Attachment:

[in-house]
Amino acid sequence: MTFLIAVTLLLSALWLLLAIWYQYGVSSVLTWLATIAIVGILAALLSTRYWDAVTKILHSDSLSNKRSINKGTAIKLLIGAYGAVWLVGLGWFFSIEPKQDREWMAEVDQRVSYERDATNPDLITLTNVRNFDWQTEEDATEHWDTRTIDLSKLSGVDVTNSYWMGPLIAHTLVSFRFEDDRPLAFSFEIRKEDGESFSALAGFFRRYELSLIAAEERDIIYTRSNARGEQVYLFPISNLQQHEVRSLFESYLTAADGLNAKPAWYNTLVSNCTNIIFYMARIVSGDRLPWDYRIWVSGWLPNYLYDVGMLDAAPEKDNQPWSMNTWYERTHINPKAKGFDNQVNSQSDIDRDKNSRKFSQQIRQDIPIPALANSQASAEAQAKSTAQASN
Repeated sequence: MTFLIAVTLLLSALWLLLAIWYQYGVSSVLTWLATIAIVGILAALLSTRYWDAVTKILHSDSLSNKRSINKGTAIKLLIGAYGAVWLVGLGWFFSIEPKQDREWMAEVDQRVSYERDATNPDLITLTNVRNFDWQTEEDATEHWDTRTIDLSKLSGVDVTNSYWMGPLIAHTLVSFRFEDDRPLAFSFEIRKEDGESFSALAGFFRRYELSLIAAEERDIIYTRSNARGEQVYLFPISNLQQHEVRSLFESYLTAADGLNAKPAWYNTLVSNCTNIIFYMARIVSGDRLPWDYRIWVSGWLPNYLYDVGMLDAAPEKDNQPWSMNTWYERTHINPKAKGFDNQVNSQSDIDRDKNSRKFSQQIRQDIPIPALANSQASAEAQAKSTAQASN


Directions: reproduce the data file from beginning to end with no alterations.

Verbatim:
[in-house]
Amino acid sequence: MTFLIAVTLLLSALWLLLAIWYQYGVSSVLTWLATIAIVGILAALLSTRYWDAVTKILHSDSLSNKRSINKGTAIKLLIGAYGAVWLVGLGWFFSIEPKQDREWMAEVDQRVSYERDATNPDLITLTNVRNFDWQTEEDATEHWDTRTIDLSKLSGVDVTNSYWMGPLIAHTLVSFRFEDDRPLAFSFEIRKEDGESFSALAGFFRRYELSLIAAEERDIIYTRSNARGEQVYLFPISNLQQHEVRSLFESYLTAADGLNAKPAWYNTLVSNCTNIIFYMARIVSGDRLPWDYRIWVSGWLPNYLYDVGMLDAAPEKDNQPWSMNTWYERTHINPKAKGFDNQVNSQSDIDRDKNSRKFSQQIRQDIPIPALANSQASAEAQAKSTAQASN
Repeated sequence: MTFLIAVTLLLSALWLLLAIWYQYGVSSVLTWLATIAIVGILAALLSTRYWDAVTKILHSDSLSNKRSINKGTAIKLLIGAYGAVWLVGLGWFFSIEPKQDREWMAEVDQRVSYERDATNPDLITLTNVRNFDWQTEEDATEHWDTRTIDLSKLSGVDVTNSYWMGPLIAHTLVSFRFEDDRPLAFSFEIRKEDGESFSALAGFFRRYELSLIAAEERDIIYTRSNARGEQVYLFPISNLQQHEVRSLFESYLTAADGLNAKPAWYNTLVSNCTNIIFYMARIVSGDRLPWDYRIWVSGWLPNYLYDVGMLDAAPEKDNQPWSMNTWYERTHINPKAKGFDNQVNSQSDIDRDKNSRKFSQQIRQDIPIPALANSQASAEAQAKSTAQASN